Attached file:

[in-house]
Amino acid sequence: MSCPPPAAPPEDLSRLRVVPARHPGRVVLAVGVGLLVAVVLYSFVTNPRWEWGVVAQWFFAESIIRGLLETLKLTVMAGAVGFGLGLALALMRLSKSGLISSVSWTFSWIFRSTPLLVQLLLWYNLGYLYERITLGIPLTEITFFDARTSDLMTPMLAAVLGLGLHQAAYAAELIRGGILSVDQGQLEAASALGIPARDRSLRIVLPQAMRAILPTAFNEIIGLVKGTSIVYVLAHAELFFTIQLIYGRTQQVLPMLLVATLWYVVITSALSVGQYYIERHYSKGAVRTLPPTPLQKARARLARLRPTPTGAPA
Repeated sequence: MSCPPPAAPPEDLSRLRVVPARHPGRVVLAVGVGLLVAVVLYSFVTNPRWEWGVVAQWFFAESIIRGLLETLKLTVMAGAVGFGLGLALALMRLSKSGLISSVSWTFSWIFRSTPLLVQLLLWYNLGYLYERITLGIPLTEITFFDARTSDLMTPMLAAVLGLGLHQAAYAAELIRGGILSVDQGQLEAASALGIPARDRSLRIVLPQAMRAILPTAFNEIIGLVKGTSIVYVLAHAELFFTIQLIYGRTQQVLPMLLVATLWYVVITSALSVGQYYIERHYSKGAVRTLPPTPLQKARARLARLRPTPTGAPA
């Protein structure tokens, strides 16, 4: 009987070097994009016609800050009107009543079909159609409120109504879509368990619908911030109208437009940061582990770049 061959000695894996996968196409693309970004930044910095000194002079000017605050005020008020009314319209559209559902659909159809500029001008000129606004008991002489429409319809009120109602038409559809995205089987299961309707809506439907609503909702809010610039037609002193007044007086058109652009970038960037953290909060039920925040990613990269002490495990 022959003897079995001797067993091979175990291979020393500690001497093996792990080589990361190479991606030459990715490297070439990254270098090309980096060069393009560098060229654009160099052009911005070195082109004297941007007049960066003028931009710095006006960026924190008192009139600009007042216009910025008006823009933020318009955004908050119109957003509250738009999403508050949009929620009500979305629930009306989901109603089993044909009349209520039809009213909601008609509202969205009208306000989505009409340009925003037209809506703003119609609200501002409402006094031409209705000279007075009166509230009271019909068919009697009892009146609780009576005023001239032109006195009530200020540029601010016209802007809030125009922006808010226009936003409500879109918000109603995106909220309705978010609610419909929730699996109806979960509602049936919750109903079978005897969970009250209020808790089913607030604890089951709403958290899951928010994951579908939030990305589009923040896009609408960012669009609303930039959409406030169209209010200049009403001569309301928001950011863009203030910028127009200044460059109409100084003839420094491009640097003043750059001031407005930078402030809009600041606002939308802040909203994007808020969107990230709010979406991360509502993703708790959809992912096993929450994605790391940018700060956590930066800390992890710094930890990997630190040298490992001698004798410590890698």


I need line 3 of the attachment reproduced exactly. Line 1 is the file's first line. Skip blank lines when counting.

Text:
Repeated sequence: MSCPPPAAPPEDLSRLRVVPARHPGRVVLAVGVGLLVAVVLYSFVTNPRWEWGVVAQWFFAESIIRGLLETLKLTVMAGAVGFGLGLALALMRLSKSGLISSVSWTFSWIFRSTPLLVQLLLWYNLGYLYERITLGIPLTEITFFDARTSDLMTPMLAAVLGLGLHQAAYAAELIRGGILSVDQGQLEAASALGIPARDRSLRIVLPQAMRAILPTAFNEIIGLVKGTSIVYVLAHAELFFTIQLIYGRTQQVLPMLLVATLWYVVITSALSVGQYYIERHYSKGAVRTLPPTPLQKARARLARLRPTPTGAPA